- Civil right groups in Niger are calling for a parliamentary inquiry into a multi-billion dollar oil deal between China and the West African state.
A US$ 5 billion deal which was sealed in June by China's biggest oil and gas company, is aimed at developing oil reserves in eastern region of impoverished Niger state.
However, civil rights groups have expressed concerns that people of Niger will not benefit from country's oil wealth, a trend among other mineral rich countries which are marred by insurgency of ethnic and indigenous groups demanding fair share of their countries' wealth.
A mining union in Niger accused that a deal with China was confidentially signed, saying this might result to lack of transparency which in the end will prevent people from gaining from their resources.
Rights groups have also accused Niger government of threatening to cancel a license of investors if they want to disclose details of the deal, saying most deals are struck by officials with vested interest.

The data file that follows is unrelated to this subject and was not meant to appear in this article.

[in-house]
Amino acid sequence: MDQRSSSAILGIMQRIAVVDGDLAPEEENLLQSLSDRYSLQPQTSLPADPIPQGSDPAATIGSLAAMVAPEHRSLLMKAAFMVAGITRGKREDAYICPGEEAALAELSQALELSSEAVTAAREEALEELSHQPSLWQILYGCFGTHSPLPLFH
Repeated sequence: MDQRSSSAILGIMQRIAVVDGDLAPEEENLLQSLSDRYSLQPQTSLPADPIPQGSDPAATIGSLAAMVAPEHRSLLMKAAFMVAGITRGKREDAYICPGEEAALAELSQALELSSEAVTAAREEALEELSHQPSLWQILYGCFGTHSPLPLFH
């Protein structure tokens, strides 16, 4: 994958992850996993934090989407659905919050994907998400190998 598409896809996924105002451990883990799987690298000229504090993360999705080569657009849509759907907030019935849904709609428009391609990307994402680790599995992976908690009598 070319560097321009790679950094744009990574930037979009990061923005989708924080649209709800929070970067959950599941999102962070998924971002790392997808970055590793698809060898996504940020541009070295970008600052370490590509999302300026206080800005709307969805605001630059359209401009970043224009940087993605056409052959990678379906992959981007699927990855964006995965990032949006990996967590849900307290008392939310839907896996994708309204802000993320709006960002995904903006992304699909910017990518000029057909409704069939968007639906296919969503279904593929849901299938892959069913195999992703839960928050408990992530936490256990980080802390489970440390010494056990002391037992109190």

Niger, which is troubled by rebels in northern uranium zone is now tapping into major oil exploration in 2009, following Chinese investment.
The three-year deal between Niger government and China would focus on development of Agadem oil block, construction of a refinery with capacity of 20,000 barrels per day near southern city of Zinder and a 2,000 kilometre pipeline to ship oil to international markets.
China's investment in Africa's oil has been under scrutiny for alleged human rights violations, with numerous human rights groups citing amongst others the Tibet issue, back at home, as well as working conditions at investment sites, especially in Sudan.
China is strongly advancing in Africa, being the biggest oil investor in Sudan and strongly present in Nigeria, Angola, Equatorial Guinea and Chad.
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